Many groups have, unfortunately, been underrepresented and underutilized throughout our society’s history, but we are making great strides toward equality when it comes to race, gender, sexual orientation, religion, and more. Among the efforts of this push toward broader acceptance is an increased focus on workplace diversity, which has benefits for the workplaces themselves and the companies they partner with. Many organizations are taking steps to ensure diversity while incentivizing other organizations to increase and promote diversity as well. Our culture is changing, and we’re seeing these under-supported groups receive the support and recognition they deserve as a result.
Just as vehicles need oil changes and tire rotations to run optimally, data centers also require preventative maintenance to stay in peak performance. Maintenance includes the process of keeping things from breaking prematurely or out of neglect, and this type of preventative maintenance is hugely important when dealing with data center upkeep.
The Historically Underutilized Business Zone (HUBZone) program is a contracting program that aims to increase the access small businesses from economically underprivileged areas in the United States have to government contracts. In other words, the HUBZone program helps communities with business and economic development. This assistance helps reduce issues like unemployment and homelessness and benefits everyone from the government to the citizens.
As you know, properly maintaining your data center is critical. The importance of data centers to business operations is continually increasing. The better you can maintain your data center, the more efficiently it will run, and the lower your overhead for things like electricity will be. You can then pass those savings on to customers and gain a competitive advantage. Plus, you’ll minimize downtime and your customers will trust you with their sensitive information because of your impeccable data center maintenance.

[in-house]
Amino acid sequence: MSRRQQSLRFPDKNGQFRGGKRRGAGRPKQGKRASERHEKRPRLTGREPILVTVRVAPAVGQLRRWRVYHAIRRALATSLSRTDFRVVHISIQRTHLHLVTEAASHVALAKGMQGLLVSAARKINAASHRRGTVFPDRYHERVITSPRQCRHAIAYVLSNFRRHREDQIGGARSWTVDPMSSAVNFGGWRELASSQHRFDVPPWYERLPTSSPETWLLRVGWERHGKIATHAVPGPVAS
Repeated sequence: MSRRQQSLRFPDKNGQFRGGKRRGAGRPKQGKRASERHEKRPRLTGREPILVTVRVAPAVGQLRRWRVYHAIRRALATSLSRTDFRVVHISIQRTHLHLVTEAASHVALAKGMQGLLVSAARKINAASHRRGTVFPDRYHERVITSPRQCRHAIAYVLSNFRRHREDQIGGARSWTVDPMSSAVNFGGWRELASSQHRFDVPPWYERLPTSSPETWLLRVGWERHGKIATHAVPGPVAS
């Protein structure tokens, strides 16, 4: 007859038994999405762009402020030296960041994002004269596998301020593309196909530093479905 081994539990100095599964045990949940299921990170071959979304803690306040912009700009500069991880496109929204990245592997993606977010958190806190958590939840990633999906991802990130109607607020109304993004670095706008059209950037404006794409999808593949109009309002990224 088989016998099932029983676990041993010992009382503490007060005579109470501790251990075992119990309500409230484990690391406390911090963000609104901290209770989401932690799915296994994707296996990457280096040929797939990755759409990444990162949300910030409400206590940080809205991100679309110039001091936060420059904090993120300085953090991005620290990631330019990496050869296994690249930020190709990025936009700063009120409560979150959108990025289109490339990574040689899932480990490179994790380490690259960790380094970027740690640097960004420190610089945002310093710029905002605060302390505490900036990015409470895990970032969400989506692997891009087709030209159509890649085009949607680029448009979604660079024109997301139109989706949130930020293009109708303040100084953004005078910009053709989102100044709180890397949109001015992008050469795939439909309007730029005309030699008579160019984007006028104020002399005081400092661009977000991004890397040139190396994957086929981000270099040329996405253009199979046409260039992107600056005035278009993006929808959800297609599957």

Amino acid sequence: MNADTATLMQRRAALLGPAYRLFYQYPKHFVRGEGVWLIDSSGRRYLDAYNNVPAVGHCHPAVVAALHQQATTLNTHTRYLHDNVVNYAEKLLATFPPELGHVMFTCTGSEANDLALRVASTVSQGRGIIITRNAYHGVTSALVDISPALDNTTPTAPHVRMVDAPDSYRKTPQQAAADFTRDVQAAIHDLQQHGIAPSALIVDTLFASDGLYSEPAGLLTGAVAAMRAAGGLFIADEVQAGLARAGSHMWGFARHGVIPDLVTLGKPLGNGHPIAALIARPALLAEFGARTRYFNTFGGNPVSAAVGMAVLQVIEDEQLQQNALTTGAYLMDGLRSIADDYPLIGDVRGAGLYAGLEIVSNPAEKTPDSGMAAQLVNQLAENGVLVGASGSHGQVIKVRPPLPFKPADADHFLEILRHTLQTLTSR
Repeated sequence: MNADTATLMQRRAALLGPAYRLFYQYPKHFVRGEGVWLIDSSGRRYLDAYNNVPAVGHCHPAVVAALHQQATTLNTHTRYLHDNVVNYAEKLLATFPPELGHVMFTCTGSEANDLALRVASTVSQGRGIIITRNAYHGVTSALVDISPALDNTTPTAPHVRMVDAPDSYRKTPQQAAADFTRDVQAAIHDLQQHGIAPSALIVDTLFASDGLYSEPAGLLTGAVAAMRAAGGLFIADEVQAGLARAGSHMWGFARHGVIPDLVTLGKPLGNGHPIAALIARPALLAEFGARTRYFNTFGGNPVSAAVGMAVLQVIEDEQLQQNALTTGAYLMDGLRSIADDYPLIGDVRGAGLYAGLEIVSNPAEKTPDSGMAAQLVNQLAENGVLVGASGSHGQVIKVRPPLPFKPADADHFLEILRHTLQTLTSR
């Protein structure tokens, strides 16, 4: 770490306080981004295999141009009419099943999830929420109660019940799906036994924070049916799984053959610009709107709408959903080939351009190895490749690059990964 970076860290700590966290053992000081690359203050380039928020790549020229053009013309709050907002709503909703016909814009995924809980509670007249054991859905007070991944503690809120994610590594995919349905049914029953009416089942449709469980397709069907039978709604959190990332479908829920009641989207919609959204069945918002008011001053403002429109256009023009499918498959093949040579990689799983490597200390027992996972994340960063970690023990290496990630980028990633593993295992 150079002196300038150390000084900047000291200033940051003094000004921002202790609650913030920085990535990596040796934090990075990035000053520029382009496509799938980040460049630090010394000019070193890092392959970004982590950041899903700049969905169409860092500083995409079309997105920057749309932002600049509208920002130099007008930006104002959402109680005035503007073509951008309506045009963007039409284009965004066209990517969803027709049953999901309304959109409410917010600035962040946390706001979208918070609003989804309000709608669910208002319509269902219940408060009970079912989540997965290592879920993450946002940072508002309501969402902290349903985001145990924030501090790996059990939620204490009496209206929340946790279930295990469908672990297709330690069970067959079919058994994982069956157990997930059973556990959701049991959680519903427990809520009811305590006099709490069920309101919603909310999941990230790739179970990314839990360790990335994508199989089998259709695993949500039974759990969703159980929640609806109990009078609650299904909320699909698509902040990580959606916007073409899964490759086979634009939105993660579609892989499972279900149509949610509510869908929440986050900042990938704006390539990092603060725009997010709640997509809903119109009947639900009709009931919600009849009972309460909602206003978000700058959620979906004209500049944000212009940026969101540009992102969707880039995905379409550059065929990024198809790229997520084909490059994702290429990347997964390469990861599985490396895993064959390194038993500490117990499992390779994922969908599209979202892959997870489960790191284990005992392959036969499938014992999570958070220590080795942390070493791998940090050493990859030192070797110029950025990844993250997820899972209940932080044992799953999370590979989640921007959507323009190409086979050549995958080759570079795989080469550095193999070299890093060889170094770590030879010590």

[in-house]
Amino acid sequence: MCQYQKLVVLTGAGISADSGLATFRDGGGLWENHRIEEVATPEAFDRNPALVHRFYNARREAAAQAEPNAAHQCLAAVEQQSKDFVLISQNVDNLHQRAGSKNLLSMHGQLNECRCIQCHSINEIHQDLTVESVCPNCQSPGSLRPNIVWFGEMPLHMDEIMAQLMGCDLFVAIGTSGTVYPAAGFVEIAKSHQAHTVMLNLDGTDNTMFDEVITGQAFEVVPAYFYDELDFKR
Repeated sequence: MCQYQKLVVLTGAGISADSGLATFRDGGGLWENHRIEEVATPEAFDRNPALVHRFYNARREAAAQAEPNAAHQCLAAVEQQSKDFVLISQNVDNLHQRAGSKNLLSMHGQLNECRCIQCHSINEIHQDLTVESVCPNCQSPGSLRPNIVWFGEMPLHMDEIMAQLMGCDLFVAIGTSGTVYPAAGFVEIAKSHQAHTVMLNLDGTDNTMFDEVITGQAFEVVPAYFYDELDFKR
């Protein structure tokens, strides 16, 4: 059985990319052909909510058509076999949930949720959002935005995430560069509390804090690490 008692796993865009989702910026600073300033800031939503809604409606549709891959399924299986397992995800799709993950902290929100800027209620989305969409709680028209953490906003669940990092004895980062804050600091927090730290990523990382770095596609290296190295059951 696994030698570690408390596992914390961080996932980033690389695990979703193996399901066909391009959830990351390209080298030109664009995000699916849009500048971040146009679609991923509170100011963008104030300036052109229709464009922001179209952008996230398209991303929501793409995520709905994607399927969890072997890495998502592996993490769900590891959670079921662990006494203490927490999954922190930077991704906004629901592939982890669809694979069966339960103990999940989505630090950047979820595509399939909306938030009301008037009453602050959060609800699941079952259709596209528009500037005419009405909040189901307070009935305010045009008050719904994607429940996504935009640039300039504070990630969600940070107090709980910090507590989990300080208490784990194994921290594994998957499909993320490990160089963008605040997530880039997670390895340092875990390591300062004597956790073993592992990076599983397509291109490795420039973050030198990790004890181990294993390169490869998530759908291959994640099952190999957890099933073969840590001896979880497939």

The International Organization for Standardization (ISO) is a global network of 163 national standards bodies (one from each country represented by ISO). These 163 members and the experts that comprise them develop international standards and strategies based on consensus and relevance. Among these international standards is ISO 9001:2015, which governs quality management systems.
Data center cleaning is critical to keeping data center equipment running efficiently and cost-effectively. Many data center managers are working with budgets of $100 million or more, and the cost of upkeep has increased by 500 percent since 2000. Electricity alone for a 150,000 square foot data center costs approximately $100,000 per year. Every little thing that can be done to help curb these rising costs is critical, including cleaning. Data centers adhere to specific construction standards, and improper cleaning can jeopardize the effectiveness of those data center-specific features. For example, data center flooring is designed to minimize static electricity, but a layer of dirt accumulating on the floor can reduce its ability to curb static.
When it comes to maintaining a controlled environment, having the proper cleanroom supplies on hand is critical. You need to know what supplies you need, how many of them you need, how often they need to be replaced, etc. While each cleanroom classification is held to different standards, there are a few general guidelines and common supplies that can help you get started.
Cleanroom environments are unlike any other. They come with challenges and requirements that are specific to their construction, classification, and purpose. Not only do you and your cleaning crew need to have a thorough understanding of the regulations specific to the controlled environment, but so does everyone who enters the room. You need to establish a clear set of rules to follow to limit the amount of particulate in the room, the disruption of particles, and general contamination.
Not all cleanrooms are created equally. There are several different classifications for cleanrooms and each comes with its own standards and regulations. The International Standards Organization (ISO) governs these classifications according to particulate cleanliness. In a nutshell, ISO cleanroom classifications let you know how many particles you’re allowed to have in the cleanroom.
Establishing and adhering to cleanroom protocol is important to keep the integrity of your cleanroom intact. Contaminants can be introduced from a variety of sources, but the most detrimental source of contamination comes from the humans that occupy your cleanroom. The greatest and most affordable resource for keeping those contaminants at bay is ensuring proper protocols are in place.